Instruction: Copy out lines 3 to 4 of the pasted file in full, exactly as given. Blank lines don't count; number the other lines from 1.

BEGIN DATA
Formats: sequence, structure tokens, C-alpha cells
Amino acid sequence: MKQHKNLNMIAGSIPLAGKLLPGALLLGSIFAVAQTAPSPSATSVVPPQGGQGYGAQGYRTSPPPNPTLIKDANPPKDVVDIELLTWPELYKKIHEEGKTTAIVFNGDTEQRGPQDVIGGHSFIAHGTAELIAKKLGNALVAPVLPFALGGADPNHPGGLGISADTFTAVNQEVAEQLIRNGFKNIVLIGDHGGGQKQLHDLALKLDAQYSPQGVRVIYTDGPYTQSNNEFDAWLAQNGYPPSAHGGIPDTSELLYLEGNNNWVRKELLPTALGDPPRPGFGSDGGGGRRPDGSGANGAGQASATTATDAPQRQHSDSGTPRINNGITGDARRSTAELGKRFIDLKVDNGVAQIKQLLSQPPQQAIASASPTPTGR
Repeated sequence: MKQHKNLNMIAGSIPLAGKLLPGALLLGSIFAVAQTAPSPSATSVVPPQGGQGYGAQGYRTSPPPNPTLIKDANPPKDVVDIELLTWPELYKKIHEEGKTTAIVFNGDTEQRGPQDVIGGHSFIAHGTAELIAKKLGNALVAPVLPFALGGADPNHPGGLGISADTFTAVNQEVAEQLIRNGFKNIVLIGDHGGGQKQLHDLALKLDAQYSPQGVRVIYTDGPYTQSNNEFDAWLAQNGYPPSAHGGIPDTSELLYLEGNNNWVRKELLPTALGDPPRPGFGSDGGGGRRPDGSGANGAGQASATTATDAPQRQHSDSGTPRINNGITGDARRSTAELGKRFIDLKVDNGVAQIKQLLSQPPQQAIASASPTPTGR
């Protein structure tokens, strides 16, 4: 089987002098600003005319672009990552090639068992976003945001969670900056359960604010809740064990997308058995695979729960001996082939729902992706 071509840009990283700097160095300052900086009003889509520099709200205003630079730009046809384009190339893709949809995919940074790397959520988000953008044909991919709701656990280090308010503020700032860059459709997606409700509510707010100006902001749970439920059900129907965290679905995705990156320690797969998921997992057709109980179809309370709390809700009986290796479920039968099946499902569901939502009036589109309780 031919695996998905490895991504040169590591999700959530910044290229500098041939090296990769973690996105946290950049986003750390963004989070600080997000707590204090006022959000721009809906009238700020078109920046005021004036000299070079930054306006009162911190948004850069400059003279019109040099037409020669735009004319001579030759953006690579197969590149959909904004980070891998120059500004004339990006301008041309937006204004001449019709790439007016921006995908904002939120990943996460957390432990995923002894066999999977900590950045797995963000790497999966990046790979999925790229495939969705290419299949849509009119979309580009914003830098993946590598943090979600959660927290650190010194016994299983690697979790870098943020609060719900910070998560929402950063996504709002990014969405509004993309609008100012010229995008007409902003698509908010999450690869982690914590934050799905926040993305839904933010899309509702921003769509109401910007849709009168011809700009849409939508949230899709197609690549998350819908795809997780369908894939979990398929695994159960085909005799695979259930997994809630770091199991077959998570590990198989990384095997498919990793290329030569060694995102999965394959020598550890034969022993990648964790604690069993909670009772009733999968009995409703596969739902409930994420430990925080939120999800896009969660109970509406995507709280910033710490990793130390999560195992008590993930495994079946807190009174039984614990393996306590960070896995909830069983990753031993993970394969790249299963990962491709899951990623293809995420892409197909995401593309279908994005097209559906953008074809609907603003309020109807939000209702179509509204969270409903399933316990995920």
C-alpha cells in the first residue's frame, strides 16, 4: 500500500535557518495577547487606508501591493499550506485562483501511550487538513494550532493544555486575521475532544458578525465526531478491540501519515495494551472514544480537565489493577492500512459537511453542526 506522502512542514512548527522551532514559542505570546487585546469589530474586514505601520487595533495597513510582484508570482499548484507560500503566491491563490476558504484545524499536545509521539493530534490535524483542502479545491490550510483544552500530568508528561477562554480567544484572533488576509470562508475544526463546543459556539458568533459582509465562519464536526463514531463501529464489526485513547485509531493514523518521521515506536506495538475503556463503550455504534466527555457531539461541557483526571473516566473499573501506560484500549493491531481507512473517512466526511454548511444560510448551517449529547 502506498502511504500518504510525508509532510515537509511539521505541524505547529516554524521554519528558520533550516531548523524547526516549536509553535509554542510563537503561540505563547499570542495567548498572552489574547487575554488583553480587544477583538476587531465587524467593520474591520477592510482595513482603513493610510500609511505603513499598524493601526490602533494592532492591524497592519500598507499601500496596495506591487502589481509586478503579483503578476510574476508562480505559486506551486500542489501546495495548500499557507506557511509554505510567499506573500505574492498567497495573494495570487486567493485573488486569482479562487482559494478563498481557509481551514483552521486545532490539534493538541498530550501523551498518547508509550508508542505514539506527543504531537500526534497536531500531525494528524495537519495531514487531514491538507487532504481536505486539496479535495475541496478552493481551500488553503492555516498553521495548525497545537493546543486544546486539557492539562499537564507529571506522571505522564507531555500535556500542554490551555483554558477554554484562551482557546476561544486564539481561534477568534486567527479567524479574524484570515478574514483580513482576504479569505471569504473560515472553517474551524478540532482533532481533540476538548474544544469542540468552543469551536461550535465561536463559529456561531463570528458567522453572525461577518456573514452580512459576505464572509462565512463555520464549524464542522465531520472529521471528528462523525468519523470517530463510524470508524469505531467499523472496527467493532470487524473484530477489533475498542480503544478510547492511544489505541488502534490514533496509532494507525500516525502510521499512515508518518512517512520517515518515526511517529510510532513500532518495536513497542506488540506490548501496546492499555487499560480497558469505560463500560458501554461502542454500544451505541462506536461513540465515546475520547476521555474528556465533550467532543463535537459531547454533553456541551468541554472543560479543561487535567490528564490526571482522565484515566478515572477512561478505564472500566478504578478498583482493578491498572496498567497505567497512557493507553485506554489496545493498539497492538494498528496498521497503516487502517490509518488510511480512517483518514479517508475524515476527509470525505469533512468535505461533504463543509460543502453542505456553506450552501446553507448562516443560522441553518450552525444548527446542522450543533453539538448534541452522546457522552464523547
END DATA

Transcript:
Repeated sequence: MKQHKNLNMIAGSIPLAGKLLPGALLLGSIFAVAQTAPSPSATSVVPPQGGQGYGAQGYRTSPPPNPTLIKDANPPKDVVDIELLTWPELYKKIHEEGKTTAIVFNGDTEQRGPQDVIGGHSFIAHGTAELIAKKLGNALVAPVLPFALGGADPNHPGGLGISADTFTAVNQEVAEQLIRNGFKNIVLIGDHGGGQKQLHDLALKLDAQYSPQGVRVIYTDGPYTQSNNEFDAWLAQNGYPPSAHGGIPDTSELLYLEGNNNWVRKELLPTALGDPPRPGFGSDGGGGRRPDGSGANGAGQASATTATDAPQRQHSDSGTPRINNGITGDARRSTAELGKRFIDLKVDNGVAQIKQLLSQPPQQAIASASPTPTGR
């Protein structure tokens, strides 16, 4: 089987002098600003005319672009990552090639068992976003945001969670900056359960604010809740064990997308058995695979729960001996082939729902992706 071509840009990283700097160095300052900086009003889509520099709200205003630079730009046809384009190339893709949809995919940074790397959520988000953008044909991919709701656990280090308010503020700032860059459709997606409700509510707010100006902001749970439920059900129907965290679905995705990156320690797969998921997992057709109980179809309370709390809700009986290796479920039968099946499902569901939502009036589109309780 031919695996998905490895991504040169590591999700959530910044290229500098041939090296990769973690996105946290950049986003750390963004989070600080997000707590204090006022959000721009809906009238700020078109920046005021004036000299070079930054306006009162911190948004850069400059003279019109040099037409020669735009004319001579030759953006690579197969590149959909904004980070891998120059500004004339990006301008041309937006204004001449019709790439007016921006995908904002939120990943996460957390432990995923002894066999999977900590950045797995963000790497999966990046790979999925790229495939969705290419299949849509009119979309580009914003830098993946590598943090979600959660927290650190010194016994299983690697979790870098943020609060719900910070998560929402950063996504709002990014969405509004993309609008100012010229995008007409902003698509908010999450690869982690914590934050799905926040993305839904933010899309509702921003769509109401910007849709009168011809700009849409939508949230899709197609690549998350819908795809997780369908894939979990398929695994159960085909005799695979259930997994809630770091199991077959998570590990198989990384095997498919990793290329030569060694995102999965394959020598550890034969022993990648964790604690069993909670009772009733999968009995409703596969739902409930994420430990925080939120999800896009969660109970509406995507709280910033710490990793130390999560195992008590993930495994079946807190009174039984614990393996306590960070896995909830069983990753031993993970394969790249299963990962491709899951990623293809995420892409197909995401593309279908994005097209559906953008074809609907603003309020109807939000209702179509509204969270409903399933316990995920």